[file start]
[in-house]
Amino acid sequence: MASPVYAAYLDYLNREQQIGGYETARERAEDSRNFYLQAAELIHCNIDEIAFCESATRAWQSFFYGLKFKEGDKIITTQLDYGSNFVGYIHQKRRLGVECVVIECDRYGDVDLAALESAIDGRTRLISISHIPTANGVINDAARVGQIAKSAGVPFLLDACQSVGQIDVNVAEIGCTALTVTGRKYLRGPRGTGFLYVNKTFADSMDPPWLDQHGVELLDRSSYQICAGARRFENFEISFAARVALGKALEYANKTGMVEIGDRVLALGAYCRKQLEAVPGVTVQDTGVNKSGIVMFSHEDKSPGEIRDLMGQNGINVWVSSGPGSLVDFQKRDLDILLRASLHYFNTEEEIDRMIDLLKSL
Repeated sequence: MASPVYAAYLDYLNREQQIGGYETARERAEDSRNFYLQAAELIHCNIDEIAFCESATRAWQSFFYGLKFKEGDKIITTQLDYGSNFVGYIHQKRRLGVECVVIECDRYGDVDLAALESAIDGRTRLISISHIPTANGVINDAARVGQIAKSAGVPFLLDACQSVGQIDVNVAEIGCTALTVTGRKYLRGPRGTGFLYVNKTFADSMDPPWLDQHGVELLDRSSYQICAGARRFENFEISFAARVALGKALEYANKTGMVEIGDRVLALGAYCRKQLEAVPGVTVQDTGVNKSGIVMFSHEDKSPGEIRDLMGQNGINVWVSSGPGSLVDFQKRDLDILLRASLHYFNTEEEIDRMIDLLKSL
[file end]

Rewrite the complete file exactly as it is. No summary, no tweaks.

[in-house]
Amino acid sequence: MASPVYAAYLDYLNREQQIGGYETARERAEDSRNFYLQAAELIHCNIDEIAFCESATRAWQSFFYGLKFKEGDKIITTQLDYGSNFVGYIHQKRRLGVECVVIECDRYGDVDLAALESAIDGRTRLISISHIPTANGVINDAARVGQIAKSAGVPFLLDACQSVGQIDVNVAEIGCTALTVTGRKYLRGPRGTGFLYVNKTFADSMDPPWLDQHGVELLDRSSYQICAGARRFENFEISFAARVALGKALEYANKTGMVEIGDRVLALGAYCRKQLEAVPGVTVQDTGVNKSGIVMFSHEDKSPGEIRDLMGQNGINVWVSSGPGSLVDFQKRDLDILLRASLHYFNTEEEIDRMIDLLKSL
Repeated sequence: MASPVYAAYLDYLNREQQIGGYETARERAEDSRNFYLQAAELIHCNIDEIAFCESATRAWQSFFYGLKFKEGDKIITTQLDYGSNFVGYIHQKRRLGVECVVIECDRYGDVDLAALESAIDGRTRLISISHIPTANGVINDAARVGQIAKSAGVPFLLDACQSVGQIDVNVAEIGCTALTVTGRKYLRGPRGTGFLYVNKTFADSMDPPWLDQHGVELLDRSSYQICAGARRFENFEISFAARVALGKALEYANKTGMVEIGDRVLALGAYCRKQLEAVPGVTVQDTGVNKSGIVMFSHEDKSPGEIRDLMGQNGINVWVSSGPGSLVDFQKRDLDILLRASLHYFNTEEEIDRMIDLLKSL